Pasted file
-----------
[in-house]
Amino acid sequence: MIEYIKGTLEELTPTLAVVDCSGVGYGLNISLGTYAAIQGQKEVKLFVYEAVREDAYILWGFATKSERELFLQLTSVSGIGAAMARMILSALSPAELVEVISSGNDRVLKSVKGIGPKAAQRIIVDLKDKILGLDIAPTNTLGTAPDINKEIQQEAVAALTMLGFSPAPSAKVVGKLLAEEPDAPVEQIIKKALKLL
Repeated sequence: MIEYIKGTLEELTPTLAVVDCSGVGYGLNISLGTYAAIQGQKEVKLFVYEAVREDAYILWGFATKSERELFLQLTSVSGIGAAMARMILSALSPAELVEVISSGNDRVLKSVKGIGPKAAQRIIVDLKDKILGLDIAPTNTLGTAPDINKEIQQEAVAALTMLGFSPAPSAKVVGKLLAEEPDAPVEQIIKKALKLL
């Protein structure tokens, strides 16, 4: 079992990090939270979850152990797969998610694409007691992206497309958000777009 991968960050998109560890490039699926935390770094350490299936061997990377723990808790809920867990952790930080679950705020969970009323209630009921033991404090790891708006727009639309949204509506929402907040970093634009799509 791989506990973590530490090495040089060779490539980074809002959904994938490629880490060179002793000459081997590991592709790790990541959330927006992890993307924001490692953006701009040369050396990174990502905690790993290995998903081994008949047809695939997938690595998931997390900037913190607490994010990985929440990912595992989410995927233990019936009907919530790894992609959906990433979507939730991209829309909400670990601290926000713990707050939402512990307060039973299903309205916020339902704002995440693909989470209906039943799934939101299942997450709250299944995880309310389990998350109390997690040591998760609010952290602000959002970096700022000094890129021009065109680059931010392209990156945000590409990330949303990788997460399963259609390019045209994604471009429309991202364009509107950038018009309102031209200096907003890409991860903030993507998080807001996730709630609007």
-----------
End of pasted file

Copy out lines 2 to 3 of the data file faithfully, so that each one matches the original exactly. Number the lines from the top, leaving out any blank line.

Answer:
Amino acid sequence: MIEYIKGTLEELTPTLAVVDCSGVGYGLNISLGTYAAIQGQKEVKLFVYEAVREDAYILWGFATKSERELFLQLTSVSGIGAAMARMILSALSPAELVEVISSGNDRVLKSVKGIGPKAAQRIIVDLKDKILGLDIAPTNTLGTAPDINKEIQQEAVAALTMLGFSPAPSAKVVGKLLAEEPDAPVEQIIKKALKLL
Repeated sequence: MIEYIKGTLEELTPTLAVVDCSGVGYGLNISLGTYAAIQGQKEVKLFVYEAVREDAYILWGFATKSERELFLQLTSVSGIGAAMARMILSALSPAELVEVISSGNDRVLKSVKGIGPKAAQRIIVDLKDKILGLDIAPTNTLGTAPDINKEIQQEAVAALTMLGFSPAPSAKVVGKLLAEEPDAPVEQIIKKALKLL